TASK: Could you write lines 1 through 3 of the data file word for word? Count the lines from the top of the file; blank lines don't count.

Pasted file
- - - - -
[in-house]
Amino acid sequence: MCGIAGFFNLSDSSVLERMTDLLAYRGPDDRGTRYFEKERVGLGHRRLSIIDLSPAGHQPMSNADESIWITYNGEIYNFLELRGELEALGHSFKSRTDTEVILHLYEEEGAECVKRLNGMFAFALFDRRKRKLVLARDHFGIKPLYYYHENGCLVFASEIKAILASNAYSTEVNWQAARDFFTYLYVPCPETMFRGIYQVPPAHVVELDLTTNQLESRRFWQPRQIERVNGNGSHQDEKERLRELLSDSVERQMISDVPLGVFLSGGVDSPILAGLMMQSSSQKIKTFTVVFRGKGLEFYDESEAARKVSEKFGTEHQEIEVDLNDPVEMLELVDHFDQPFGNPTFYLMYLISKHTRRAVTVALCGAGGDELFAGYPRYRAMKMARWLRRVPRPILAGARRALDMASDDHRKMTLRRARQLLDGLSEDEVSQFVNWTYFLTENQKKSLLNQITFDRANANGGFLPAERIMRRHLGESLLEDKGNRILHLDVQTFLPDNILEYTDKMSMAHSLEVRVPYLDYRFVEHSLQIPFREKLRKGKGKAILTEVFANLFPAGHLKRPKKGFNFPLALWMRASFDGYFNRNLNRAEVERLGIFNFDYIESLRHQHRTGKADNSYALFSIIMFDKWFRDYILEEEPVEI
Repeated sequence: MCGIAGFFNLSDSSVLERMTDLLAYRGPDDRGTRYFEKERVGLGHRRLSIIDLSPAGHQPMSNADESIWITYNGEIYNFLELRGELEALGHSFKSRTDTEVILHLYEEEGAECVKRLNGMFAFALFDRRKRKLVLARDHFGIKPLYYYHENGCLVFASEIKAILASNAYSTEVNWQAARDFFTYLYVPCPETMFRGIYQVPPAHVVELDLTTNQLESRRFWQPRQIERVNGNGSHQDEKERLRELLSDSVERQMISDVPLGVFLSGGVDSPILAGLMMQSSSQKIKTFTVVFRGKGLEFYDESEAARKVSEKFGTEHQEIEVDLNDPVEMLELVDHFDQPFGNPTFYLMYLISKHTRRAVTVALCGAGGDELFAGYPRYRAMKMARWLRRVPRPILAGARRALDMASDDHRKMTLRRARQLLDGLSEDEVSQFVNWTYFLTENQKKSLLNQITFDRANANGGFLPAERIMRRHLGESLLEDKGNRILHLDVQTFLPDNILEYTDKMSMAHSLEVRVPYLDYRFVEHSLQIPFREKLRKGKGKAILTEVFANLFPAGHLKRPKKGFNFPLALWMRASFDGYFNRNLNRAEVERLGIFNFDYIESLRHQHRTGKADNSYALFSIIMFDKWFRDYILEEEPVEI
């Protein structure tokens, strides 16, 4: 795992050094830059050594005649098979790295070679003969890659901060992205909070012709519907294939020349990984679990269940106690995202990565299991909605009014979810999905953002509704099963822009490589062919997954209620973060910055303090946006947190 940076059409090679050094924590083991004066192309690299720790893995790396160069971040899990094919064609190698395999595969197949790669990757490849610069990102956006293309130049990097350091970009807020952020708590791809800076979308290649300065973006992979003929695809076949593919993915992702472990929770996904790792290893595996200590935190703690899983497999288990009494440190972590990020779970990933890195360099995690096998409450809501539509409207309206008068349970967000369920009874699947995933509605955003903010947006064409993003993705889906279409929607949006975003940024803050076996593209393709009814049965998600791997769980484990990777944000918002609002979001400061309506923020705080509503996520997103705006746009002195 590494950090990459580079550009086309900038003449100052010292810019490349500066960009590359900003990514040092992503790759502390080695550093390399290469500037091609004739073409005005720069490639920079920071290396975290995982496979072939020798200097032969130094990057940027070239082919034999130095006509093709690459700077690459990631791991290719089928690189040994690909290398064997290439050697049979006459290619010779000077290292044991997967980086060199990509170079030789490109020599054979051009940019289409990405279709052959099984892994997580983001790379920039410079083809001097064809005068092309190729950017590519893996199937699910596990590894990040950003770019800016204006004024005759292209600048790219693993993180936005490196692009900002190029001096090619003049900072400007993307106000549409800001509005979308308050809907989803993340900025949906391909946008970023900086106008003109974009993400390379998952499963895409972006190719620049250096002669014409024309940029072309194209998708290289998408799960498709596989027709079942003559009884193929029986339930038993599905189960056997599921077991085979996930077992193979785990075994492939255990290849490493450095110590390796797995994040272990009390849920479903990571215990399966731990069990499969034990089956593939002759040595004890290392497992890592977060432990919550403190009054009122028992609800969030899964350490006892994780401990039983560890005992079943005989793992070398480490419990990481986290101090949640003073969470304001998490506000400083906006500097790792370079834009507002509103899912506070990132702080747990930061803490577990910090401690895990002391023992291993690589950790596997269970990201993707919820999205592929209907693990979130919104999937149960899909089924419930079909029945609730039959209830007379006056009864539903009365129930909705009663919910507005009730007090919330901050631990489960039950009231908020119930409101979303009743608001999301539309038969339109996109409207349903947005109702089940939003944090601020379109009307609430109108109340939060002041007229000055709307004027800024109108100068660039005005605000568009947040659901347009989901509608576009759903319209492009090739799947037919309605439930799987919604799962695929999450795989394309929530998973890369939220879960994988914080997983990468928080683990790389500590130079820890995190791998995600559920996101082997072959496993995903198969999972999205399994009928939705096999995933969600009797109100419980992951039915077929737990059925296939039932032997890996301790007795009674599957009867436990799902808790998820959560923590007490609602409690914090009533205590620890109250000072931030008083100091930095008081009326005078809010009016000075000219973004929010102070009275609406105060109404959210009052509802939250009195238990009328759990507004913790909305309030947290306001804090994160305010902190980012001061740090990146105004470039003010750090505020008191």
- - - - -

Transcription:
[in-house]
Amino acid sequence: MCGIAGFFNLSDSSVLERMTDLLAYRGPDDRGTRYFEKERVGLGHRRLSIIDLSPAGHQPMSNADESIWITYNGEIYNFLELRGELEALGHSFKSRTDTEVILHLYEEEGAECVKRLNGMFAFALFDRRKRKLVLARDHFGIKPLYYYHENGCLVFASEIKAILASNAYSTEVNWQAARDFFTYLYVPCPETMFRGIYQVPPAHVVELDLTTNQLESRRFWQPRQIERVNGNGSHQDEKERLRELLSDSVERQMISDVPLGVFLSGGVDSPILAGLMMQSSSQKIKTFTVVFRGKGLEFYDESEAARKVSEKFGTEHQEIEVDLNDPVEMLELVDHFDQPFGNPTFYLMYLISKHTRRAVTVALCGAGGDELFAGYPRYRAMKMARWLRRVPRPILAGARRALDMASDDHRKMTLRRARQLLDGLSEDEVSQFVNWTYFLTENQKKSLLNQITFDRANANGGFLPAERIMRRHLGESLLEDKGNRILHLDVQTFLPDNILEYTDKMSMAHSLEVRVPYLDYRFVEHSLQIPFREKLRKGKGKAILTEVFANLFPAGHLKRPKKGFNFPLALWMRASFDGYFNRNLNRAEVERLGIFNFDYIESLRHQHRTGKADNSYALFSIIMFDKWFRDYILEEEPVEI
Repeated sequence: MCGIAGFFNLSDSSVLERMTDLLAYRGPDDRGTRYFEKERVGLGHRRLSIIDLSPAGHQPMSNADESIWITYNGEIYNFLELRGELEALGHSFKSRTDTEVILHLYEEEGAECVKRLNGMFAFALFDRRKRKLVLARDHFGIKPLYYYHENGCLVFASEIKAILASNAYSTEVNWQAARDFFTYLYVPCPETMFRGIYQVPPAHVVELDLTTNQLESRRFWQPRQIERVNGNGSHQDEKERLRELLSDSVERQMISDVPLGVFLSGGVDSPILAGLMMQSSSQKIKTFTVVFRGKGLEFYDESEAARKVSEKFGTEHQEIEVDLNDPVEMLELVDHFDQPFGNPTFYLMYLISKHTRRAVTVALCGAGGDELFAGYPRYRAMKMARWLRRVPRPILAGARRALDMASDDHRKMTLRRARQLLDGLSEDEVSQFVNWTYFLTENQKKSLLNQITFDRANANGGFLPAERIMRRHLGESLLEDKGNRILHLDVQTFLPDNILEYTDKMSMAHSLEVRVPYLDYRFVEHSLQIPFREKLRKGKGKAILTEVFANLFPAGHLKRPKKGFNFPLALWMRASFDGYFNRNLNRAEVERLGIFNFDYIESLRHQHRTGKADNSYALFSIIMFDKWFRDYILEEEPVEI